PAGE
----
What GFC Wants You to Know

June 21, 2018 Posted by 0 thoughts on “What GFC Wants You to Know”

First time buyers entering Gran Fondo to look at bikes are almost always lucky enough to have received some pointers and bits of advice from cycling friends who want to make sure that their buddy gets a great deal and benefits from the experience of their cycling friend. We always appreciate that someone who knows this potential customer has started the education process and has given them some direction based on the friend’s knowledge of the bike buyer’s fitness, budget, and likes. Let’s walk through some of the most common pieces of advice and help the new buyer get a little better grasp on why they consistently receive these bits of wisdom:

 

“Don’t buy a bike that you will outgrow in a year’s time”

 

At Gran Fondo we wholeheartedly agree with this sentiment. A person considering their first bike is very likely to experience some sticker shock. It’s very common for someone to expect to be able to get a pretty good road bike for as little as $800. We know that there are some road bikes out there retailing at this price point, but our general advice on this is, “Run Away, Run Away!” If you feel that you have a decent chance of falling in love with this sport and consistently riding your bike, a low-end road bike of this type will let you down straight away. The components on a road bike in this range will not work as they should for very long, frustrate the user with poor performance, and leave the owner with nothing worth upgrading to salvage the original cash outlay. We generally find that a reasonably fit person who will ride two to three times a week won’t be happy with buying “too little bike” in their first purchase. To put this in terms you can possibly relate to, if you are running in excess of 15 miles a week or attending 2-3 spinning classes a week, you have already outgrown a $800 bike.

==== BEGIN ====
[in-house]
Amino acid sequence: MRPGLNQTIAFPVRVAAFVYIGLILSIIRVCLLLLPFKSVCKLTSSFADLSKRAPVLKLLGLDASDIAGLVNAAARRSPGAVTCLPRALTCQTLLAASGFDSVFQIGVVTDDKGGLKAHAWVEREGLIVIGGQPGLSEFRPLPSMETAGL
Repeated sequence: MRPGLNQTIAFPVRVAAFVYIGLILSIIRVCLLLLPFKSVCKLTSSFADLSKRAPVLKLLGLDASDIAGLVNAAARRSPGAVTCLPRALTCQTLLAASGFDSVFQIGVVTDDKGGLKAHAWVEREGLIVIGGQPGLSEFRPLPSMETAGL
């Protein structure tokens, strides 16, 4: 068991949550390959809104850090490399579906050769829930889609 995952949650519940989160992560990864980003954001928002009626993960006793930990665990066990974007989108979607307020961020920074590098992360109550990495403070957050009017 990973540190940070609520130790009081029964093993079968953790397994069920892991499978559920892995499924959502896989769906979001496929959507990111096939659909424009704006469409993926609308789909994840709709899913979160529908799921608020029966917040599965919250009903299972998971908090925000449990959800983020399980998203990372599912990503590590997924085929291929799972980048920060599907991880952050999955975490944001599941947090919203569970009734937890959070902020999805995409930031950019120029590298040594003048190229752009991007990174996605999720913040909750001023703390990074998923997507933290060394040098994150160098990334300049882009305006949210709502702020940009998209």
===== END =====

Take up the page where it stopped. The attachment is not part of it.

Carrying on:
At Gran Fondo, we shop the offerings of all of our manufacturers constantly to keep certain bikes on the floor that would be a perfect starter bike under $1,499. By capitalizing on our buying power, we generally like to stock bikes that can be offered at a special price, providing a higher level of components than the standard full retail price bike in this range. In other words, we choose our inventory to give a beginner as much quality for their dollar as possible.

 

“My buddy said I should buy a bike with at least 105 components”

 

The comment above may be the number one thing we hear from the first time buyer. As a matter of fact, the term 105 Bike has almost become a generic name for an entry level or mid level bike. Many first time buyers can’t tell you the name of the bike model or the frame material, all they know is “that it has 105 on it.”